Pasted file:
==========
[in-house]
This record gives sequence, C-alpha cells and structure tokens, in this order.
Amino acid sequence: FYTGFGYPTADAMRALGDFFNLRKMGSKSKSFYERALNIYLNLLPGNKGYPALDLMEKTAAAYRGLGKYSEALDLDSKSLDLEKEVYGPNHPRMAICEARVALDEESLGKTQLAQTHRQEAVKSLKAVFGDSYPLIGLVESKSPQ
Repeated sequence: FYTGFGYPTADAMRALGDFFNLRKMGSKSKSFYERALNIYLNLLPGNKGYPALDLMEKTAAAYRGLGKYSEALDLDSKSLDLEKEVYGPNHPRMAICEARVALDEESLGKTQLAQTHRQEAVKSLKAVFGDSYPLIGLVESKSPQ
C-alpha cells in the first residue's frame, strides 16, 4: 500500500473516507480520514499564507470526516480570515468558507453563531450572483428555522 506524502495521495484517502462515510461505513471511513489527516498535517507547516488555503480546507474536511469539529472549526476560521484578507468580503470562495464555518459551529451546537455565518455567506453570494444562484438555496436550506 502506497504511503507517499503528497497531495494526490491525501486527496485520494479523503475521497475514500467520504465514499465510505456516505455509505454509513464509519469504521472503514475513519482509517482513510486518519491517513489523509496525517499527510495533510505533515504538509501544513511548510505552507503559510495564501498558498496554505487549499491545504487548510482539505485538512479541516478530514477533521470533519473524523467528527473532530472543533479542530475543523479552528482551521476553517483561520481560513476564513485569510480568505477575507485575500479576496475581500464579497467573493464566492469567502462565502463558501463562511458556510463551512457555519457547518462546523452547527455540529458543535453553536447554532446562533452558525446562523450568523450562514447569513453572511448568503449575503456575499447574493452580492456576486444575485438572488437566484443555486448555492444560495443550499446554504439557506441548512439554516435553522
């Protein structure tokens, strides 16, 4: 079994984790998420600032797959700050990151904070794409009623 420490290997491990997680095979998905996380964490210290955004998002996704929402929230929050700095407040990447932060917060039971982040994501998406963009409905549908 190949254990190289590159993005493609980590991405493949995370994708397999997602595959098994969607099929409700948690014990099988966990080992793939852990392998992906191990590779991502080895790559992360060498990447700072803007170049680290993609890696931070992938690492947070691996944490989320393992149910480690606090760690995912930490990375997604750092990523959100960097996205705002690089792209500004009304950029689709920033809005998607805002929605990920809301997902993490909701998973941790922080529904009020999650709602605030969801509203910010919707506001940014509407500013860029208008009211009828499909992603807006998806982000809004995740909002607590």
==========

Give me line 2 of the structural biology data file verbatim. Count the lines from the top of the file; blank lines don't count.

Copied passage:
This record gives sequence, C-alpha cells and structure tokens, in this order.